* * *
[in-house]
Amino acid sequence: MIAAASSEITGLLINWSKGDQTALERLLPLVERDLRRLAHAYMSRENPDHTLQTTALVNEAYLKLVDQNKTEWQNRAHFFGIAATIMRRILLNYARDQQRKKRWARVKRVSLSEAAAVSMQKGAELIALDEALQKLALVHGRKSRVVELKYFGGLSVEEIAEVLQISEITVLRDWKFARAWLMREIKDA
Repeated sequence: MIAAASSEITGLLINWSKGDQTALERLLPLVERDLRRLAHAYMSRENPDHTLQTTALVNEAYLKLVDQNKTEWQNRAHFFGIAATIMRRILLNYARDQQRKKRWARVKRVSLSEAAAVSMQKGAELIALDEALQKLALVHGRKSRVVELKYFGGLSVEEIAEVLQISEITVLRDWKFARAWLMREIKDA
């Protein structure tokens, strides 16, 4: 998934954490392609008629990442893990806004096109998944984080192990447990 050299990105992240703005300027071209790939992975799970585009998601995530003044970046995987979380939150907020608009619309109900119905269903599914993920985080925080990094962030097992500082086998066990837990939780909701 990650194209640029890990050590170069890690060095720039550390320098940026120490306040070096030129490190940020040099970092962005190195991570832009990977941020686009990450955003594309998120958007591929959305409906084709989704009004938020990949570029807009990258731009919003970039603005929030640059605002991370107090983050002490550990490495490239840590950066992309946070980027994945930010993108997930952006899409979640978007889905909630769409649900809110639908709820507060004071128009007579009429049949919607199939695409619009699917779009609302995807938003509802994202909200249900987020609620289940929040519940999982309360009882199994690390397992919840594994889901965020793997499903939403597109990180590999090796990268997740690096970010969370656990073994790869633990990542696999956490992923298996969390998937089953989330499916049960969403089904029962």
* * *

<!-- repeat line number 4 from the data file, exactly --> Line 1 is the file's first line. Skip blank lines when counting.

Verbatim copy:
């Protein structure tokens, strides 16, 4: 998934954490392609008629990442893990806004096109998944984080192990447990 050299990105992240703005300027071209790939992975799970585009998601995530003044970046995987979380939150907020608009619309109900119905269903599914993920985080925080990094962030097992500082086998066990837990939780909701 990650194209640029890990050590170069890690060095720039550390320098940026120490306040070096030129490190940020040099970092962005190195991570832009990977941020686009990450955003594309998120958007591929959305409906084709989704009004938020990949570029807009990258731009919003970039603005929030640059605002991370107090983050002490550990490495490239840590950066992309946070980027994945930010993108997930952006899409979640978007889905909630769409649900809110639908709820507060004071128009007579009429049949919607199939695409619009699917779009609302995807938003509802994202909200249900987020609620289940929040519940999982309360009882199994690390397992919840594994889901965020793997499903939403597109990180590999090796990268997740690096970010969370656990073994790869633990990542696999956490992923298996969390998937089953989330499916049960969403089904029962």